The Housekeeper and the Professor by Yoko Ogawa


Title: The Housekeeper and the Professor
Author: Yoko Ogawa
Rating Out of 5: 5 (I will read this again and again and again)
My Bookshelves: Contemporary, Japan
Pace: Slow
Format: Novel
Year: 2003


I had no idea what to expect from this book. It looked pretty, and seemed intriguing. That is about the extent of my knowledge when I began this. And, honestly, this was one of those stories that so far overwhelmed my expectations that I can’t wait to read more of Ogawa’s books.

I’ve always found maths kind of soothing. There is something about the universality of numbers that makes me feel… comfortable. Ogawa obviously understands this feeling. Maths is used throughout this tale to communicate and highlight how sometimes we use different methods to communicate with one another.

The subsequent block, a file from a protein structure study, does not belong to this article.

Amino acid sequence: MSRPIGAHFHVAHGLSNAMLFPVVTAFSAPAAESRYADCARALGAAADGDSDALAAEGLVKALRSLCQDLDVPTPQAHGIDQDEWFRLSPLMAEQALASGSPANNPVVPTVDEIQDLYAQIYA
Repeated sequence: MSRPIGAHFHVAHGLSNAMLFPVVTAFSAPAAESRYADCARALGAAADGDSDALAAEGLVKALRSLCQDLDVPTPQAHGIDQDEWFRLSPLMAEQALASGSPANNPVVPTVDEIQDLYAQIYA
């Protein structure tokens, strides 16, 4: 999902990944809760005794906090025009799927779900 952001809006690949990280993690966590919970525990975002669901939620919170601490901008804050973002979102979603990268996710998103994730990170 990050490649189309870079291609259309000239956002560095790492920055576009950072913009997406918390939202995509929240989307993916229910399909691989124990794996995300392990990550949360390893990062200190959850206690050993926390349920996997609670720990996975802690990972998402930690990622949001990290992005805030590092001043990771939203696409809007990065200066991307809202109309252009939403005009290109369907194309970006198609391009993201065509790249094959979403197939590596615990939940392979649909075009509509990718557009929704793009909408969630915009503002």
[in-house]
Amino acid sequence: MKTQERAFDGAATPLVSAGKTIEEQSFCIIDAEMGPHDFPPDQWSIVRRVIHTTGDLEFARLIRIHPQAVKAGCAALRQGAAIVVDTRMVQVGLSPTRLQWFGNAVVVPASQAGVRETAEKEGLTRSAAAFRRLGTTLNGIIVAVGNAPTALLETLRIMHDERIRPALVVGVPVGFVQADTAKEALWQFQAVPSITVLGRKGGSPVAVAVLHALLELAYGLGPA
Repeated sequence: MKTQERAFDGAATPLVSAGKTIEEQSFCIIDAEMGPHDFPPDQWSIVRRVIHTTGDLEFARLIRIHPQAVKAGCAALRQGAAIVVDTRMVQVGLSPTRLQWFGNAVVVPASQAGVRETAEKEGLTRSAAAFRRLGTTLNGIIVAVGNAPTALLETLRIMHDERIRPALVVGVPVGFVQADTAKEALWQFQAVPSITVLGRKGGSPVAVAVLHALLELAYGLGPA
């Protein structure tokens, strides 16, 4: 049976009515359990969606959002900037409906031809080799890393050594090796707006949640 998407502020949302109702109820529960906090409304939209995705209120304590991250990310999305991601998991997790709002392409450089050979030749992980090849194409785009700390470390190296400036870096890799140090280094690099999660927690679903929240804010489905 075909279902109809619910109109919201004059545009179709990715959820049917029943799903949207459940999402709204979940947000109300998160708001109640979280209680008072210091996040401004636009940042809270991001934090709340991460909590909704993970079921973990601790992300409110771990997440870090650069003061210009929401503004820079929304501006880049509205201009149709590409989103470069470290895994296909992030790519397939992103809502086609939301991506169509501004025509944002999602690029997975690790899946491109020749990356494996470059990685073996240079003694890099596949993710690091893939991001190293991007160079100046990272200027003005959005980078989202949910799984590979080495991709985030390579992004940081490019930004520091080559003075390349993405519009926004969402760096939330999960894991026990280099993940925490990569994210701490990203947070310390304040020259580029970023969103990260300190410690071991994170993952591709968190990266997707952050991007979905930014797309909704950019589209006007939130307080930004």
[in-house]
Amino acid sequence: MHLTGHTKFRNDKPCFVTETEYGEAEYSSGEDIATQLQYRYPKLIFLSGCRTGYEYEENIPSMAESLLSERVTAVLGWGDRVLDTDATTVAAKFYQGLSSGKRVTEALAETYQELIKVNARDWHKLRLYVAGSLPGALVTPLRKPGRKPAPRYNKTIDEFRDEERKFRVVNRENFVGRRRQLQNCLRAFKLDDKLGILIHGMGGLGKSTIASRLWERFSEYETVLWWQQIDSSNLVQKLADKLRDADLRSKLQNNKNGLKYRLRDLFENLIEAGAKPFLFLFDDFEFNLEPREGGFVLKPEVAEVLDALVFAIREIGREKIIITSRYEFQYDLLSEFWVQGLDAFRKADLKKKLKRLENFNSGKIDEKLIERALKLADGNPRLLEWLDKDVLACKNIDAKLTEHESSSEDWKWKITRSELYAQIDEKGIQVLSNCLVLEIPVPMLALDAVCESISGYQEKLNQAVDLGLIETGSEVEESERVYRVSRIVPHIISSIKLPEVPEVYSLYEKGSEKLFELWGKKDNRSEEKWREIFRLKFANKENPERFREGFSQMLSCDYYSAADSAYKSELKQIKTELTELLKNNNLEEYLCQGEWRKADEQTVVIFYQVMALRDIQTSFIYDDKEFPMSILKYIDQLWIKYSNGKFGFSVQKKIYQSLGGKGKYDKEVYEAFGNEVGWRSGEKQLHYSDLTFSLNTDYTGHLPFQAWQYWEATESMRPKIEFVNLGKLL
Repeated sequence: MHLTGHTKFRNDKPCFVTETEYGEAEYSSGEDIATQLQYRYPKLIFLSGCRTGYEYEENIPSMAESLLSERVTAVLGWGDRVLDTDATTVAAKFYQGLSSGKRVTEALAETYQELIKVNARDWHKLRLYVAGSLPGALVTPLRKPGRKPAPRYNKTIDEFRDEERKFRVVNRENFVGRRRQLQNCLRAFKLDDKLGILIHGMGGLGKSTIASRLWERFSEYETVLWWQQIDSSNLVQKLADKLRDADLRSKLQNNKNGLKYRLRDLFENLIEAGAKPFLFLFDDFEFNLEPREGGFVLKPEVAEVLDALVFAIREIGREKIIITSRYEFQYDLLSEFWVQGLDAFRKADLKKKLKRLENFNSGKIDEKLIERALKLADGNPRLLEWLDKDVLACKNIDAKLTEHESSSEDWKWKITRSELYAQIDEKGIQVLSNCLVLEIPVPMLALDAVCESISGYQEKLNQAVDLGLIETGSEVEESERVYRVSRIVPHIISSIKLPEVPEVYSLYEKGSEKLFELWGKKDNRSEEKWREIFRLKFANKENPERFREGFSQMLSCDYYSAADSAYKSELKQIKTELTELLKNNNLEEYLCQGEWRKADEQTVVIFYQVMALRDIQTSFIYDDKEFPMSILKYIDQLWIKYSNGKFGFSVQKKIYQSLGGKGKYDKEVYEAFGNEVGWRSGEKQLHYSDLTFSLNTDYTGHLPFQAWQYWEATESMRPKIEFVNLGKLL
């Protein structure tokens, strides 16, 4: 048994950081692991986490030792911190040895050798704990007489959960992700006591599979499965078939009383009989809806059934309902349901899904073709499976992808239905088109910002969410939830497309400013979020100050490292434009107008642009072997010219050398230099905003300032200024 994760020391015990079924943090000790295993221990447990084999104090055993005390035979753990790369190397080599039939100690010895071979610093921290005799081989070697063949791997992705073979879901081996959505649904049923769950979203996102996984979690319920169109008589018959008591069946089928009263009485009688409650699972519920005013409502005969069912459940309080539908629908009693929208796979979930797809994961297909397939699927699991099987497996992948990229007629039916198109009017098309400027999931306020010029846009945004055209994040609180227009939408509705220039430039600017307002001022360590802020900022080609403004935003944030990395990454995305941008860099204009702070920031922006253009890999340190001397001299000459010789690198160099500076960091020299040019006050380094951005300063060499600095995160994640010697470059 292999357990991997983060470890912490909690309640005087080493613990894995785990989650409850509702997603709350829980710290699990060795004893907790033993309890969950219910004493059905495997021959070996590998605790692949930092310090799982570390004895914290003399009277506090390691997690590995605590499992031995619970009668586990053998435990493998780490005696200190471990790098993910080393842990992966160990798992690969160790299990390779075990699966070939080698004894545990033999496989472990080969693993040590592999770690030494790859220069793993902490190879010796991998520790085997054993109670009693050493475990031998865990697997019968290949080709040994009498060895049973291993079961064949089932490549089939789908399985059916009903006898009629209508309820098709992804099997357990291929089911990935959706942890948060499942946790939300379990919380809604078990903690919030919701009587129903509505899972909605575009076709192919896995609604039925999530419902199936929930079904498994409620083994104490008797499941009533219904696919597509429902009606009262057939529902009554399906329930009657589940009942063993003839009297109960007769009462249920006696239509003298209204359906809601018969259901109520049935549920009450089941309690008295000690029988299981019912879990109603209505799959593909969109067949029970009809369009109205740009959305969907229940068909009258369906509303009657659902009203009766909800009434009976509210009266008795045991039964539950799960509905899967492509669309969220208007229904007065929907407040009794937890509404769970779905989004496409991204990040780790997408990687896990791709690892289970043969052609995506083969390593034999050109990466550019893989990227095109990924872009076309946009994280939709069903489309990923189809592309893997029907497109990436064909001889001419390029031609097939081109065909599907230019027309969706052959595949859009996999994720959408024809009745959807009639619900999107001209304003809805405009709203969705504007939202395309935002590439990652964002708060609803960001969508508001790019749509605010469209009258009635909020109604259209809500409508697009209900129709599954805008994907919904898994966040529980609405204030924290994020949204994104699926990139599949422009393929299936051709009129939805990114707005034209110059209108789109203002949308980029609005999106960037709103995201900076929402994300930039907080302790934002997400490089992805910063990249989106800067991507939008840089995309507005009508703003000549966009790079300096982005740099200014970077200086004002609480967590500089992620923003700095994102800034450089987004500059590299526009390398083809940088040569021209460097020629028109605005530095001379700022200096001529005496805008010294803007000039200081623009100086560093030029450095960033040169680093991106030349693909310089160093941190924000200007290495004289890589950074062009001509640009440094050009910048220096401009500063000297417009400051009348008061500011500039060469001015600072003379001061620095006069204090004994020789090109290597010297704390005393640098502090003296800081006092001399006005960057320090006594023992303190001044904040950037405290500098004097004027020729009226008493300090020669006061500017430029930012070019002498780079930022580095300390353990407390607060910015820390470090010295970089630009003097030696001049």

Another part of this story that was strangely relatable and drew me straight in was the role of the housekeeper. Although I haven’t actually worked as a housekeeper, I have worked as a support worker for people with disabilities. The roles and the nuances of the housekeeper’s job were very similar to that role. The difficulties and the joys. The unbelievably difficult yet fulfilling role.

This was one of those stories that just made my heart soar. It was so wholesome and loving. Beautiful in a myriad of ways that I just want expecting. It definitely is the kind of novel that will stick with me for a long while yet.

<- Hotel IrisThe Memory Police ->

Image source: Wikipedia


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